This invention therefore relates to an apparatus for treating, e.g. coating, a substrate in a vacuum chamber. In this vacuum chamber there are arranged n cathodes and n+1 anodes, each of said anodes adjacent to a cathode. Each of the n cathodes and n of the assigned anodes are connected to a power supply. One of the anodes not being assigned to a cathode is connected to an electrical line which is connecting each of the anodes. A pull-down resistor is connected to said line at its one end and to ground at its other end.
Employing this arrangement in a sputtering process, the layers of the coated substrates have a good stability over a long period of time. Furthermore, the characteristics of the layer, e.g. the sheet resistance and the sheet uniformity, are improved.
Very good properties are obtained at a resistance value beyond 10Ω or more. For instance, if the pull-down resistor has a resistance value of 440-470Ω good characteristics are obtained for a substrate's coating, the substrate being coated with an apparatus having three or more, e.g. nine, magnetron sputter sources.
The present invention will be better understood and its various objects and advantages will be more fully appreciated from the following description taken in conjunction with the accompanying drawings, in which:
The resistance between the anodes 28 to 32 and the supplying lines is about 100-200 mΩ. If the resistance of resistor 34 is lower than 2Ω, a greater current will flow to the shrouds 53, 54, because the transition resistance of the shrouds 53, 54 is low. If resistor 34 is by-passed by a short circuit (R=0) then all surfaces of the sputter chamber 2 have the function of anodes. Such a big anode would have the advantage that the ignition of the plasma is improved. However, by an arrangement comprising a plurality of cathodes 7 to 10 an electrical field would establish which is defined by earthed metallic parts which determine the unevenness of the layer.
The resistor 34 is in the present invention used to eliminate the influence of earthed parts of the chamber 2 on an arrangement comprising a plurality of cathodes.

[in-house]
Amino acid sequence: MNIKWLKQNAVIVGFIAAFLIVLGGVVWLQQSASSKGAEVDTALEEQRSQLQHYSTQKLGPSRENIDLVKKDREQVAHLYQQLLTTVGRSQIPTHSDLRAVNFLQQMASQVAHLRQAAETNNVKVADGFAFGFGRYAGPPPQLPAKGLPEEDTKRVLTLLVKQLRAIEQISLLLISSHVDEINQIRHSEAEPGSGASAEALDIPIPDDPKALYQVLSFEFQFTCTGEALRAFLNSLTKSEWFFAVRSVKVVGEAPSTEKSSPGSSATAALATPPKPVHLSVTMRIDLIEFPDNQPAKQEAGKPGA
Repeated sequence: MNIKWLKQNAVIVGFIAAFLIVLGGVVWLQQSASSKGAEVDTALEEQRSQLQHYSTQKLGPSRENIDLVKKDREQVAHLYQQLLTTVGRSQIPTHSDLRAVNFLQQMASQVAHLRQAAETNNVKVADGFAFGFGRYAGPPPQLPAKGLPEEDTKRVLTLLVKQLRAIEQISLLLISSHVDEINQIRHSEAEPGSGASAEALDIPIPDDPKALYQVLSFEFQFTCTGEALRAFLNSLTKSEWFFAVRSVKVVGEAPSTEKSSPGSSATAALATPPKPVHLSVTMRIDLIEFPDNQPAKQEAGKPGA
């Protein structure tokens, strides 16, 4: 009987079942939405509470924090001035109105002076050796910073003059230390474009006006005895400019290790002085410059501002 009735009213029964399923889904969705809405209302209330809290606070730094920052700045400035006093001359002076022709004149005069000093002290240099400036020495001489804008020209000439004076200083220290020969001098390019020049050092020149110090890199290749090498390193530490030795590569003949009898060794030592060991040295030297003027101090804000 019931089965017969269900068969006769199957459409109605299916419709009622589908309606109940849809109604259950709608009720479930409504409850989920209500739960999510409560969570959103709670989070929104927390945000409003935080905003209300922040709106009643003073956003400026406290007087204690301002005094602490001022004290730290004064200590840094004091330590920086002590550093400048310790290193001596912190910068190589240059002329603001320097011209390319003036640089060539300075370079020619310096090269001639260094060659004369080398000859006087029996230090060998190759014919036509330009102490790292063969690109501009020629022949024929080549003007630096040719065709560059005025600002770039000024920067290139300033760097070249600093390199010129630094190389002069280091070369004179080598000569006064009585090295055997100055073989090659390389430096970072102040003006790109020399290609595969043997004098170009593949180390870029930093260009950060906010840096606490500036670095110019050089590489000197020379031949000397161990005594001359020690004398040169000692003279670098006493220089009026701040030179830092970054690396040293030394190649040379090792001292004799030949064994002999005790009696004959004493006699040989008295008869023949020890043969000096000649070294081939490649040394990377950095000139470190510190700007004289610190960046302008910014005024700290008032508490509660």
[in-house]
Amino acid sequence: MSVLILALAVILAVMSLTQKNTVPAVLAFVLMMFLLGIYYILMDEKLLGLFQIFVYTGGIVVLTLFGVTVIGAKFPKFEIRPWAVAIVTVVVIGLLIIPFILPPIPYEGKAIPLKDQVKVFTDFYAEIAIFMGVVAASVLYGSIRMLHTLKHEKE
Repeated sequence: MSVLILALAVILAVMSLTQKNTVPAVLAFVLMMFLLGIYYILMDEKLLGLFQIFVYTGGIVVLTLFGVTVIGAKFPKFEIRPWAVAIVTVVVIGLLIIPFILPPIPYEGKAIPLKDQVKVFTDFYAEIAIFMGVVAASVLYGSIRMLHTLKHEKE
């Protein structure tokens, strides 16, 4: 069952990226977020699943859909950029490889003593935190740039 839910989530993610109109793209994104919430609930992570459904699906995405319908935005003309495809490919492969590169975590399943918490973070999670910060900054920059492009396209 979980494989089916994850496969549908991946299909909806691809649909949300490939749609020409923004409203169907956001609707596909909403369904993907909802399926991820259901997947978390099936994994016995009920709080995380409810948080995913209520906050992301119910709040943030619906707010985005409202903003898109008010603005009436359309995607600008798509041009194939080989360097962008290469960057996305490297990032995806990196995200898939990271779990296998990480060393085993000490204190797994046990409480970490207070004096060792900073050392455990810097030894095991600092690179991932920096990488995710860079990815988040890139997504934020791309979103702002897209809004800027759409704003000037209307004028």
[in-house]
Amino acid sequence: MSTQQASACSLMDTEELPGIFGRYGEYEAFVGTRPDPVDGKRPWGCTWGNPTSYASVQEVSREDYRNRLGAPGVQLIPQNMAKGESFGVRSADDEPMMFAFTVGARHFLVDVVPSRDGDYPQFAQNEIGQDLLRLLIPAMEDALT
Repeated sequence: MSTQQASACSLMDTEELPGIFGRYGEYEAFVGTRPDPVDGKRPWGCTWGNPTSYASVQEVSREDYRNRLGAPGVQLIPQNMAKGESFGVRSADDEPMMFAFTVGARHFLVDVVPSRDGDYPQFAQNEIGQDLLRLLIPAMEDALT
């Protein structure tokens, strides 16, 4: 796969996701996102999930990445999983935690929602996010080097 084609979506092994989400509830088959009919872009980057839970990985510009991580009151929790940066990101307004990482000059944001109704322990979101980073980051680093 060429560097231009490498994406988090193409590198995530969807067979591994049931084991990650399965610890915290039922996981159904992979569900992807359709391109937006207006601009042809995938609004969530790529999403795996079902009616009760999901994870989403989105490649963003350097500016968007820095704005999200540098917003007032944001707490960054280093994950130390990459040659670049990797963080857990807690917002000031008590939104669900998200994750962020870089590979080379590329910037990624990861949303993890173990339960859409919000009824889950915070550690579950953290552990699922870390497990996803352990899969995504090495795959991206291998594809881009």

If the resistance of the resistor 34 increases, the influence of the earthed parts is more and more eliminated after ignition of the plasma, because after ignition the plasma current flows in particular between the anodes 28 to 32 and cathodes 7 to 10. At the moment of ignition a small current is flowing so that the voltage of resistor 34 is low. If, however, with a constant burning plasma a big current is flowing, the voltage of resistor 34 will increase. Thus, the earthed parts of the chamber 1 are substantially separated from the sputter current circuit. When R=∞ the current is flowing between the anodes and the cathodes only.
As can be seen from
By having such an arrangement comprising n+1 anodes and n cathodes a geometrical and electrical mirror symmetry is established with regard to the substrate being moved through the chamber.
The anodes 28 to 32 are electrically connected to each other via a line 63 and also connected via the resistor 34 to ground 33, so that all anodes 28 to 32 are connected to a common electrical potential.
Resistor 34 is a pull-down resistor having a defined resistance, the resistance value being beyond 2Ω up to several kΩ, preferably up to 1 MΩ. With this defined resistance value it is possible to set a defined potential comprising power supply, anode and cathode establishing a homogenous distribution of plasma inside the chamber 2. As a result, a uniform coating of a substrate is obtained.
If the resistance value of the resistor 34 is lower than 2Ω the current does not fully flow through the anodes 28 to 32. To avoid this, resistor 34 has a resistance value beyond 2Ω, preferably beyond 10Ω, so that the current flows through the anodes 28 to 32. At a resistance value of 2Ω or more the coated sheet resistance value is independent from the current and the voltage.